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Is a nuclear-free world possible?

Adeze Ojukwu

The Security Council on Monday, marked the 25th anniversary of Test Ban Treaty, with calls for nuclear weapons-free world.

But is a nuclear-free world possible?

This is the puzzle before global leaders, at this year’s commemoration.

The demand for a nuclear-free world is not as simplistic, as agitators think. The historical and political complexities behind the arm race cannot be dismissed easily.

However the UN officials and some experts believe that this ideal is achievable.

Their views are outlined below.

Speaking at the event, the Executive Secretary of the Comprehensive Nuclear-Test-Ban Treaty Organization (CTBTO) pointed to its ‘near universal adherence,’ with 185 signatures and 170 ratifications.

He said that the Treaty ‘has created and sustained a norm against nuclear testing so powerful, that less than one dozen tests have been conducted since adoption, and only one country has violated it this millennium.’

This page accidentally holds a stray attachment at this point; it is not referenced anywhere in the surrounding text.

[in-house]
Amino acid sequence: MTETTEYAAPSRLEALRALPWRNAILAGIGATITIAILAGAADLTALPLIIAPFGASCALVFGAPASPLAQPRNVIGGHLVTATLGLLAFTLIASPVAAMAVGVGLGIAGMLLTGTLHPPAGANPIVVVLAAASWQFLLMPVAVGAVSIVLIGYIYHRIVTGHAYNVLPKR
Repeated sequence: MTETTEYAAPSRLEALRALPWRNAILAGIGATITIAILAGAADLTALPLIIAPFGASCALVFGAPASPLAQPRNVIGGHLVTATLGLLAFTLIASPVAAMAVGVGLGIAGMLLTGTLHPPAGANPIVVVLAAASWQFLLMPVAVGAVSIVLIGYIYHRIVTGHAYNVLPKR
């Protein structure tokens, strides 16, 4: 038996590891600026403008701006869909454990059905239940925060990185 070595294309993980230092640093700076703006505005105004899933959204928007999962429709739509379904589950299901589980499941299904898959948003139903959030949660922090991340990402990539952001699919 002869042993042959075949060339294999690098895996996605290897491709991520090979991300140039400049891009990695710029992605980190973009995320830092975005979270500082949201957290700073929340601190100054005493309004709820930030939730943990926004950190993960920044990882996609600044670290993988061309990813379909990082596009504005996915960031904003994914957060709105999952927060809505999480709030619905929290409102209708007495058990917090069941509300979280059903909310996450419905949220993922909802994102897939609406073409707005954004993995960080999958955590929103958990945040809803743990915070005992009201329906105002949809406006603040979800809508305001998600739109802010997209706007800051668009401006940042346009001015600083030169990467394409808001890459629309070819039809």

Meanwhile, the United Nations(UN)Secretary-General Dr. António Guterres, in a message to mark the International Day for Total Elimination of Nuclear Weapons(IDTENW), warned that ‘humanity Remains Unacceptably Close to Annihilation.’

Ministers and senior officials from more than 60 countries participated, joining the Secretary-General, and UN General Assembly President, Abdulla Shahid.

Following is Guterres’ message for the occasion, annually observed on 26 September.

‘From the very start, addressing the existential threat of nuclear weapons has been central to the work of the United Nations. In 1946, the very first General Assembly resolution sought “the elimination from national armaments of atomic weapons and of all other major weapons adaptable to mass destruction.’

‘Seventy-six years later, we have yet to achieve that resolution’s goals. As we mark this International Day of the Total Elimination of Nuclear Weapons, we face the highest level of nuclear risk in almost four decades. Nearly 14,000 nuclear weapons are stockpiled around the world. Hundreds are a pushed button away from being launched.’

At the event, Mr. Guterres urged eight key countries which have not yet signed or ratified the Treaty, to do so without delay.

‘Given its necessity and readiness, it is both disappointing and frustrating that the Treaty has not yet entered into force. We all know the reason for this – the eight remaining Annex II States whose ratifications are required for the Treaty’s entry-into-force,’ he said.